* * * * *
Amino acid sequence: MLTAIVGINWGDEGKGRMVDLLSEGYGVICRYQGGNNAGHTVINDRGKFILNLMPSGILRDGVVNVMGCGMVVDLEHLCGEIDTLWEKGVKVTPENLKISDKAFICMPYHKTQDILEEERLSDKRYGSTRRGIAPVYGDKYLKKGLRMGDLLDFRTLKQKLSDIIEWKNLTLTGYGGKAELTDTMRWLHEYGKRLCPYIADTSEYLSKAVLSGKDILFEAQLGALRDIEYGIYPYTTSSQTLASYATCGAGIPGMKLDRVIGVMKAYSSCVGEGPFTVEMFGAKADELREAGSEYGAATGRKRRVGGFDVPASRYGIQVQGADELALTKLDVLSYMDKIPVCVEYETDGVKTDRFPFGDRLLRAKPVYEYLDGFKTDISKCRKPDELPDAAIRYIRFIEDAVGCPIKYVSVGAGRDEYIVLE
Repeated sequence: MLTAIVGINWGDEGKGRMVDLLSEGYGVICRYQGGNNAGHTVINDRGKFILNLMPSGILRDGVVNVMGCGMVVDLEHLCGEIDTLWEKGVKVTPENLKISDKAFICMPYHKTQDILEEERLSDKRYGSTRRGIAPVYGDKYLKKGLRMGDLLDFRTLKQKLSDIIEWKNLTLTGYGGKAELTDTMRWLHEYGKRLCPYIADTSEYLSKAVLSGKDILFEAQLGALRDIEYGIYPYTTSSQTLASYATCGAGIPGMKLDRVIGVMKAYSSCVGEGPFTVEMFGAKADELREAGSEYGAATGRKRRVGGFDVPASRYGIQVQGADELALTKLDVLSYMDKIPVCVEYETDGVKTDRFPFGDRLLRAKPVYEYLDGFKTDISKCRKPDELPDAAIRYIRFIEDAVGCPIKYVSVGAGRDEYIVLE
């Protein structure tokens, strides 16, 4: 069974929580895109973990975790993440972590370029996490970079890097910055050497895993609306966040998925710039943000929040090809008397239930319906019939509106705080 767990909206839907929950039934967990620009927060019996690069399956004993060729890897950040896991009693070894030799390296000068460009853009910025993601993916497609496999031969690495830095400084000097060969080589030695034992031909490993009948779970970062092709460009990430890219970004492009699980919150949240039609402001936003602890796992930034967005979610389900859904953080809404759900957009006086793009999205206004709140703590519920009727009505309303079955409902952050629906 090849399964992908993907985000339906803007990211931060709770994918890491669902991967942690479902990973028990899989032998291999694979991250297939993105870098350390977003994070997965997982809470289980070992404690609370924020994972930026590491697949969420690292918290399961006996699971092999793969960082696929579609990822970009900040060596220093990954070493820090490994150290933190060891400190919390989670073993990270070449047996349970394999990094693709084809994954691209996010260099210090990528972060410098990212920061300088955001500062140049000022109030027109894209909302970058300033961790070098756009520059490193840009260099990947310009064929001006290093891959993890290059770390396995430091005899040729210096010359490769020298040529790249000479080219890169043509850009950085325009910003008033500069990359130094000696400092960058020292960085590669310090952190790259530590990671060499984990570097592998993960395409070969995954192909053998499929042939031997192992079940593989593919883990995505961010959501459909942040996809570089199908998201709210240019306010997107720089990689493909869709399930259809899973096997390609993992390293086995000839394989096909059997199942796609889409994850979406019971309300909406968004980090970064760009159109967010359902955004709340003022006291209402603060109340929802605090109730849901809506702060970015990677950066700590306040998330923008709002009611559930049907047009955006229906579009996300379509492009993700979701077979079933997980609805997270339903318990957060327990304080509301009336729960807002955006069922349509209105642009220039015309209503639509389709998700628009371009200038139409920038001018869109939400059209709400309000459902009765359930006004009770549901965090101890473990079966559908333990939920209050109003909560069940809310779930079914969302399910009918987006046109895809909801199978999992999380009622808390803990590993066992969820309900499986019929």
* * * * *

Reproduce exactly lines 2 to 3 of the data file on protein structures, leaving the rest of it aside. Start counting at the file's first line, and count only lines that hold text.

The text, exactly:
Repeated sequence: MLTAIVGINWGDEGKGRMVDLLSEGYGVICRYQGGNNAGHTVINDRGKFILNLMPSGILRDGVVNVMGCGMVVDLEHLCGEIDTLWEKGVKVTPENLKISDKAFICMPYHKTQDILEEERLSDKRYGSTRRGIAPVYGDKYLKKGLRMGDLLDFRTLKQKLSDIIEWKNLTLTGYGGKAELTDTMRWLHEYGKRLCPYIADTSEYLSKAVLSGKDILFEAQLGALRDIEYGIYPYTTSSQTLASYATCGAGIPGMKLDRVIGVMKAYSSCVGEGPFTVEMFGAKADELREAGSEYGAATGRKRRVGGFDVPASRYGIQVQGADELALTKLDVLSYMDKIPVCVEYETDGVKTDRFPFGDRLLRAKPVYEYLDGFKTDISKCRKPDELPDAAIRYIRFIEDAVGCPIKYVSVGAGRDEYIVLE
């Protein structure tokens, strides 16, 4: 069974929580895109973990975790993440972590370029996490970079890097910055050497895993609306966040998925710039943000929040090809008397239930319906019939509106705080 767990909206839907929950039934967990620009927060019996690069399956004993060729890897950040896991009693070894030799390296000068460009853009910025993601993916497609496999031969690495830095400084000097060969080589030695034992031909490993009948779970970062092709460009990430890219970004492009699980919150949240039609402001936003602890796992930034967005979610389900859904953080809404759900957009006086793009999205206004709140703590519920009727009505309303079955409902952050629906 090849399964992908993907985000339906803007990211931060709770994918890491669902991967942690479902990973028990899989032998291999694979991250297939993105870098350390977003994070997965997982809470289980070992404690609370924020994972930026590491697949969420690292918290399961006996699971092999793969960082696929579609990822970009900040060596220093990954070493820090490994150290933190060891400190919390989670073993990270070449047996349970394999990094693709084809994954691209996010260099210090990528972060410098990212920061300088955001500062140049000022109030027109894209909302970058300033961790070098756009520059490193840009260099990947310009064929001006290093891959993890290059770390396995430091005899040729210096010359490769020298040529790249000479080219890169043509850009950085325009910003008033500069990359130094000696400092960058020292960085590669310090952190790259530590990671060499984990570097592998993960395409070969995954192909053998499929042939031997192992079940593989593919883990995505961010959501459909942040996809570089199908998201709210240019306010997107720089990689493909869709399930259809899973096997390609993992390293086995000839394989096909059997199942796609889409994850979406019971309300909406968004980090970064760009159109967010359902955004709340003022006291209402603060109340929802605090109730849901809506702060970015990677950066700590306040998330923008709002009611559930049907047009955006229906579009996300379509492009993700979701077979079933997980609805997270339903318990957060327990304080509301009336729960807002955006069922349509209105642009220039015309209503639509389709998700628009371009200038139409920038001018869109939400059209709400309000459902009765359930006004009770549901965090101890473990079966559908333990939920209050109003909560069940809310779930079914969302399910009918987006046109895809909801199978999992999380009622808390803990590993066992969820309900499986019929």